We all know that the major advances in speech discrimination of cochlear implant devices now rely on the improvement of the speech strategies and the way they stimulate the cochlea. Most cochlear implants implement stimulation strategies which apply sequential electrical pulses to encode acoustic signals such as speech, noise and sounds via electrical stimulation of the auditory nerve. Parallel stimulation of adjacent electrodes has been employed in recent cochlear implant systems in an attempt to further improve coding of pitch information. The authors investigated whether parallel stimulation of three adjacent electrodes enhances rate pitch perception compared with single electrode stimulation. Most comfortable loudness (MCLs) levels were assessed in single and multi electrode condition in 12 subjects. Rate pitch discrimination was determined by means of an adaptive procedure (two-interval two-alternative forced choice, 2I2AFC) at individual MCL in the single- and multi-electrode condition at base frequencies of 100, 200, 283, 400 and 566 pulses per second (pps). The results revealed that to achieve MCL in the multi-electrode condition, significantly higher stimulation current compared with single stimulation was required. No significant difference between single- and multi-electrode condition just noticeable differences in rate discrimination group was found. In contrast, a pairwise comparison of individual results in a subgroup recruited out of successfully completed runs at high base rates showed statistically an improved rate discrimination in 17 of 24 runs in the multi-electrode condition. The authors concluded that there is a potential effect of parallel stimulation on the rate of discrimination. It seems that further refinements and tests are required in order to clarify the issue of synchronous multi-electrode stimulation on implantees’ discrimination.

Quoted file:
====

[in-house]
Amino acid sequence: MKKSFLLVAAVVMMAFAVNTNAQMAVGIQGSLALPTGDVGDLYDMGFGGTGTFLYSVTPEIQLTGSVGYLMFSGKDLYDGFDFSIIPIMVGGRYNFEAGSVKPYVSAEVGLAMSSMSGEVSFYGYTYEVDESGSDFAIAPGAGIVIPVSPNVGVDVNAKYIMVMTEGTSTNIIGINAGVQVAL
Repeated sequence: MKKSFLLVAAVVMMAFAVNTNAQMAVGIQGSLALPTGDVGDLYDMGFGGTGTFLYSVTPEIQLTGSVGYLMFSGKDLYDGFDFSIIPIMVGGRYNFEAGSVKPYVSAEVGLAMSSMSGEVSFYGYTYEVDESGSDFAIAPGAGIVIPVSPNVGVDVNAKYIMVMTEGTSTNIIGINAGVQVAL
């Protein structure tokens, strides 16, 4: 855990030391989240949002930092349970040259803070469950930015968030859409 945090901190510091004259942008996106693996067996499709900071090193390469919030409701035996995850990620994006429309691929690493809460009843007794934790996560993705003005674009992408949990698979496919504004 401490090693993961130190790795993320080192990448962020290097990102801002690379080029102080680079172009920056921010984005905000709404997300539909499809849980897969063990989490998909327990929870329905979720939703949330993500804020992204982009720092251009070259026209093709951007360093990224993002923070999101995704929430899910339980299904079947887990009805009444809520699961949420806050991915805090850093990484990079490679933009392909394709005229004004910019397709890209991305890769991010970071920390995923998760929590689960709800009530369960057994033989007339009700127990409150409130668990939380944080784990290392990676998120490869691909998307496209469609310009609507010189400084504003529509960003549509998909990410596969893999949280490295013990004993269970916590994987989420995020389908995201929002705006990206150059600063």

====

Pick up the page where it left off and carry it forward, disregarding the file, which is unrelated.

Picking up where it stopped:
Reference

New parallel stimulation strategies revisited: Effect of synchronous multi electrode stimulation on rate discrimination in cochlear implant users.
Bahmer A, Baumann U.
COCHLEAR IMPLANTS INTERNATIONAL
2013;14(3):142-9.

CURRENT OPINION IN OTOLARYNGOLOGY HEAD AND NECK SURGERY

Are there tests that allow us to diagnose Ménière’s disease?
Reviewed by: Susan A Douglas
Mar/Apr 2014 (Vol 23 No 1)